The modern world values efficiency and speed. An array of gadgets and technologies facilitate quick and easy interactions and exchanges. And while sometimes quick and easy is just the thing I’m looking for, it is not always what I need.
Pottery is one of the very oldest technologies. There is a certain efficiency in turning clay to a purpose, but clay is resistant to modern speeds and rhythms. My life in the pottery studio is quiet and measured, unhurried, and dictated by the rhythm of the clay.
The contrast between the world within the studio and the world without is sometimes disorienting. Handmade pottery, which is neither quick nor easy and never the most convenient choice, feels like a relic of a bygone age – a horse draw carriage on a super highway.
So why bother? Because speed and efficiency can rob you of your moments. Because we are not our gadgets, we need to breathe deep, and we need to pause.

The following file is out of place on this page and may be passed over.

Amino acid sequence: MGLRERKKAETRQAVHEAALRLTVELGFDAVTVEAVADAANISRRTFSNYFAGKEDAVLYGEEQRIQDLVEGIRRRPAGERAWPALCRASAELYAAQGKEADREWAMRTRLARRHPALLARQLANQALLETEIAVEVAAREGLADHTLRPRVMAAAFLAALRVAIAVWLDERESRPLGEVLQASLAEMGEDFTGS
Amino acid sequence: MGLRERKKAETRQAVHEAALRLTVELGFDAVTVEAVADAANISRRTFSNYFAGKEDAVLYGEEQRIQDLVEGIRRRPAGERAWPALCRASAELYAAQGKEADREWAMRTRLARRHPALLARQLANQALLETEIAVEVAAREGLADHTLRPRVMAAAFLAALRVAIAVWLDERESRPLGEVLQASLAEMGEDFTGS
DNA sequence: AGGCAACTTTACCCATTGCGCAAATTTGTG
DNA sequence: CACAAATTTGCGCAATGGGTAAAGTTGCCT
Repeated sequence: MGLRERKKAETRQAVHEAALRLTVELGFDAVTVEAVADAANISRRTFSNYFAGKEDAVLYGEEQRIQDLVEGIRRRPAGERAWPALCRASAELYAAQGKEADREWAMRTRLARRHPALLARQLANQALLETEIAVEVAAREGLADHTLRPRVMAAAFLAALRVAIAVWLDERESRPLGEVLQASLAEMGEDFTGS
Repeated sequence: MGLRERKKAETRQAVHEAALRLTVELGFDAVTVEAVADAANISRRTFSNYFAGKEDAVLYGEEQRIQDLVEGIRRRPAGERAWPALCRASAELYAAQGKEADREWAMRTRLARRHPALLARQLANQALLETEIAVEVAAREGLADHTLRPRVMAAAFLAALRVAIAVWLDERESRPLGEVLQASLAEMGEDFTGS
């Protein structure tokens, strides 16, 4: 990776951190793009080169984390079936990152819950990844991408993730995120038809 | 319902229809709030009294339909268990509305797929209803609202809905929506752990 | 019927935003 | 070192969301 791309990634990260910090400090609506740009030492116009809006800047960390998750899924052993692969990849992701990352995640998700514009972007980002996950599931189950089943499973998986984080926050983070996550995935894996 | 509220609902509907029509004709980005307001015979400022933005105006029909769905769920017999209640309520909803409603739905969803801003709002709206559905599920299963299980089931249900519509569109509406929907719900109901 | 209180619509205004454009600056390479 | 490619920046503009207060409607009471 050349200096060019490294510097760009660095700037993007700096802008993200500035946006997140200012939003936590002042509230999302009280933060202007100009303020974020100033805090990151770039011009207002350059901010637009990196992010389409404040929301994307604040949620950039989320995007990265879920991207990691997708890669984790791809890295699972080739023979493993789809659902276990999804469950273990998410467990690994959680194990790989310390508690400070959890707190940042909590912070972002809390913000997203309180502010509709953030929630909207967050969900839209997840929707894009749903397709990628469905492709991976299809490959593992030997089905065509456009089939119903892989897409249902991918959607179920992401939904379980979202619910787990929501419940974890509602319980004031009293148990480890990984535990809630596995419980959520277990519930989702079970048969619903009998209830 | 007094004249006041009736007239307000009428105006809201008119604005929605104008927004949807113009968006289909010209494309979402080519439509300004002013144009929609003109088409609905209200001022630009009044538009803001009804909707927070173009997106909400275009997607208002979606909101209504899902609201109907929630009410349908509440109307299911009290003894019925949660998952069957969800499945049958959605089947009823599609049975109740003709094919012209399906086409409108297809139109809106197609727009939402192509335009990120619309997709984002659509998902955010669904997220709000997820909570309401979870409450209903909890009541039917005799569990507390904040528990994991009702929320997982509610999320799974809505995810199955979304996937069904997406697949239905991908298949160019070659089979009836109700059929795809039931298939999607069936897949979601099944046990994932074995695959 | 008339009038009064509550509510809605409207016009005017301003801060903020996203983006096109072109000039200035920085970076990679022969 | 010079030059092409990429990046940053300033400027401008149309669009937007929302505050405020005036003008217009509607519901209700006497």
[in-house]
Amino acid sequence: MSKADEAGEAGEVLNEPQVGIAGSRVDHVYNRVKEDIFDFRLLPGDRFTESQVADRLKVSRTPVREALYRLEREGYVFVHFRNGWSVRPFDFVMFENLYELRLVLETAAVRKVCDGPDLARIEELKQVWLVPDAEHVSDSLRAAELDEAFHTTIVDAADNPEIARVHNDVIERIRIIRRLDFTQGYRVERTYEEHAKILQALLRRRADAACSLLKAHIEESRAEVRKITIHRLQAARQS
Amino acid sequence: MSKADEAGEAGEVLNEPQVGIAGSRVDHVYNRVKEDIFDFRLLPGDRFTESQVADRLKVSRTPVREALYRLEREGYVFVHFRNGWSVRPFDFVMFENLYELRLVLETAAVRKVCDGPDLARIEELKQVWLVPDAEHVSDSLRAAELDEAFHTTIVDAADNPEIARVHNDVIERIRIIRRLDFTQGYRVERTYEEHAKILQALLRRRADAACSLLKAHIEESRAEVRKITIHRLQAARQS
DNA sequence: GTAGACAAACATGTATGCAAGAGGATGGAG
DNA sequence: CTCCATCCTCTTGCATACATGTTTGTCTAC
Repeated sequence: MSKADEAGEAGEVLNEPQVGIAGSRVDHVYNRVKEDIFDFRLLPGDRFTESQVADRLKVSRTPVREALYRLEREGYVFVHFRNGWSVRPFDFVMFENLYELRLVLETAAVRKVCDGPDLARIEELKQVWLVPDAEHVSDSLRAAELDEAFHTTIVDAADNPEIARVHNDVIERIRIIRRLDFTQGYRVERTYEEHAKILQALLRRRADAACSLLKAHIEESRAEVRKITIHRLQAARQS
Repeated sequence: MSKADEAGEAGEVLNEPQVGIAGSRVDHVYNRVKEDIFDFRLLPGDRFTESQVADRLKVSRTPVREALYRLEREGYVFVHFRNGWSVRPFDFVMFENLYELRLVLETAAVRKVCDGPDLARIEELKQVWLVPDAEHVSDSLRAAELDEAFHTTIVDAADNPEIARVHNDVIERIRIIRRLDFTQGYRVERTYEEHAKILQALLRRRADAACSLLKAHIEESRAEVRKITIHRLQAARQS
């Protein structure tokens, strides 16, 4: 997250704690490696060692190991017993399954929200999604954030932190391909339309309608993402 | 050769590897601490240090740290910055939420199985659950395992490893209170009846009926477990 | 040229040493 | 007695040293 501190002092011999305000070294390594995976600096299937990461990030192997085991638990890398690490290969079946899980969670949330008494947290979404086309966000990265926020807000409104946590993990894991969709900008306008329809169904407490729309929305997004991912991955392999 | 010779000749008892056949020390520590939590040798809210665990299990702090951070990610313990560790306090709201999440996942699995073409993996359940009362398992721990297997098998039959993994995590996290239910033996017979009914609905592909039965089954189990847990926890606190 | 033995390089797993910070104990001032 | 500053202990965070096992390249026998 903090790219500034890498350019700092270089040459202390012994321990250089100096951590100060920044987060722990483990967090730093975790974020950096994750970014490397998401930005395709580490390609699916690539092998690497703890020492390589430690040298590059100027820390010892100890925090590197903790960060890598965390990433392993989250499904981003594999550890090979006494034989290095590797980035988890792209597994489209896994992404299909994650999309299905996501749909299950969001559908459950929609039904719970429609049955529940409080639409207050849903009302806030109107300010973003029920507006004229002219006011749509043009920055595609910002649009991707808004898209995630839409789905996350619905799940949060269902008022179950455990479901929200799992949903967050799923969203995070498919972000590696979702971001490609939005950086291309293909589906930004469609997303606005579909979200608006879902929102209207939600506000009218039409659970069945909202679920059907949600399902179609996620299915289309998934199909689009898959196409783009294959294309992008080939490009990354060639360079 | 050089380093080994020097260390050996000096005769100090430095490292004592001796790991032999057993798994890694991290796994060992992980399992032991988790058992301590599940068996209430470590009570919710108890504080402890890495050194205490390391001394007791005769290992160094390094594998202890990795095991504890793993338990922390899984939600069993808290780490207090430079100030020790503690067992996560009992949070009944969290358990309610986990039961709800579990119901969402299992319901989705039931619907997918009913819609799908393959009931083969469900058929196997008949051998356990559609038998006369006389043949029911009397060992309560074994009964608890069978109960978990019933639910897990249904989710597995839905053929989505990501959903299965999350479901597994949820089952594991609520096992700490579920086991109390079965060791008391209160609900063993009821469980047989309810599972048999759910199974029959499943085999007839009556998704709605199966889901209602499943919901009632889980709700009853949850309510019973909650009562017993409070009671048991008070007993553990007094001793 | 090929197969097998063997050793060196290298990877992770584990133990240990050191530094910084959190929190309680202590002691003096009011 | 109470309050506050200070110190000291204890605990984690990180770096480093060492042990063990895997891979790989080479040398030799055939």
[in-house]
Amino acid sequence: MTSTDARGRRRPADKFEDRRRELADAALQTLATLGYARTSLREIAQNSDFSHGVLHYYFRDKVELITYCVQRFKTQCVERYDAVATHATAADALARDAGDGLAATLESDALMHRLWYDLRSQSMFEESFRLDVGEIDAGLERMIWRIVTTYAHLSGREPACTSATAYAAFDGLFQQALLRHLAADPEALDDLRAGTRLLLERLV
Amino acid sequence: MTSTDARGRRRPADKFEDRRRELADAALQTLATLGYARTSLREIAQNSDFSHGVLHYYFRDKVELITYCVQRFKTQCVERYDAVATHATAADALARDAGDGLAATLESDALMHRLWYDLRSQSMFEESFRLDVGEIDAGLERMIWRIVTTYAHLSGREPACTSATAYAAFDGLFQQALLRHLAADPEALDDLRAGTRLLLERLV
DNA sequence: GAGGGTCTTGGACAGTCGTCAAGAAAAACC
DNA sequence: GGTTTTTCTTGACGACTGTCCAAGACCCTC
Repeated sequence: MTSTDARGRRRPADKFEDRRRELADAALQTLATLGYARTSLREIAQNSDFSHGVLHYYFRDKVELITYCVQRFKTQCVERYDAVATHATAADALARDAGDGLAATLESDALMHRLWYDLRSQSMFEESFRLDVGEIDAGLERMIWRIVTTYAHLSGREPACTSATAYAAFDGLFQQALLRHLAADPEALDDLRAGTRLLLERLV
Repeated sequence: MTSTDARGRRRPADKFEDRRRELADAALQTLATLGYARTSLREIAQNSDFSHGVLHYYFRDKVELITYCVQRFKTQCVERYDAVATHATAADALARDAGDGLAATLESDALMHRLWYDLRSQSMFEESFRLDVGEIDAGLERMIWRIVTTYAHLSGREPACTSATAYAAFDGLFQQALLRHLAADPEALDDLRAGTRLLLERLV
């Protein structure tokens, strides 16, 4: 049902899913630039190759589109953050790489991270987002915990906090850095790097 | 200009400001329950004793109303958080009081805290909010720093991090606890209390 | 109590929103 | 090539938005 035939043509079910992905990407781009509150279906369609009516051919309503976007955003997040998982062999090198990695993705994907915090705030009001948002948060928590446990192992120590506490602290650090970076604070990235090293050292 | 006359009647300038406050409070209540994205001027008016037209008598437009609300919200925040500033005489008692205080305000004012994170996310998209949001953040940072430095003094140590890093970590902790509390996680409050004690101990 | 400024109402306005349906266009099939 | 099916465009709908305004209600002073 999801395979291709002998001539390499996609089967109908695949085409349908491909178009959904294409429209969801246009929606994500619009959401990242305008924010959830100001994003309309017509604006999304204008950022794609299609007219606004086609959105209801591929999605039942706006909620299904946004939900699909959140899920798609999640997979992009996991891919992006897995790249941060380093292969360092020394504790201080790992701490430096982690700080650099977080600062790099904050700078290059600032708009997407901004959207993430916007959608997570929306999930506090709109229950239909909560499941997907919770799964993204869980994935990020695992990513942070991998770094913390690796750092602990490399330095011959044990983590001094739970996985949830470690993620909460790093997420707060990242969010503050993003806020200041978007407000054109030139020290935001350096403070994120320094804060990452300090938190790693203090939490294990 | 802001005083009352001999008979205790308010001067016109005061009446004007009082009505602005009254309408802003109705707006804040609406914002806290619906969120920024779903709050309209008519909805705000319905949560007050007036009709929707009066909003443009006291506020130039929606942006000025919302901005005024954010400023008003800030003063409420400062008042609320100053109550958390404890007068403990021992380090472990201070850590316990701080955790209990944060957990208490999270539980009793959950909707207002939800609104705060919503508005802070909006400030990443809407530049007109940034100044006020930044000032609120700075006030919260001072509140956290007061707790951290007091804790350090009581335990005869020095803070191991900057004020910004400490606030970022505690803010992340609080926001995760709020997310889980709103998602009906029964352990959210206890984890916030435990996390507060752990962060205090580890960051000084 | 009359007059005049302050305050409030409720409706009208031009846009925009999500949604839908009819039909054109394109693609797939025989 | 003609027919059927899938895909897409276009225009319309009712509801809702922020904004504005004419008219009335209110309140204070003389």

The quiet steady rhythm of the clay and the studio are contained within each piece. In their use, they bring quiet and considered moments outside the studio. Cups and bowls can be ordinary objects, used without thought, taking no space, demanding no pause. But a certain form of a handle, a texture on a rim, or a combination of colors, can elicit a pause, allow you to draw a breath, and give you back your moment.
Using handmade pottery in the modern world is both special and ordinary. I want the users of my work to be keenly aware of the experience of using a functional object, to explore the work through its use, and to consider the work through interaction. By highlighting the ordinary and the extraordinariness of handmade pottery, I hope to invite the user to pause and take a deep breath, to consider and reconsider the work, and in doing so, experience a moment of awareness.
— Grace Sheese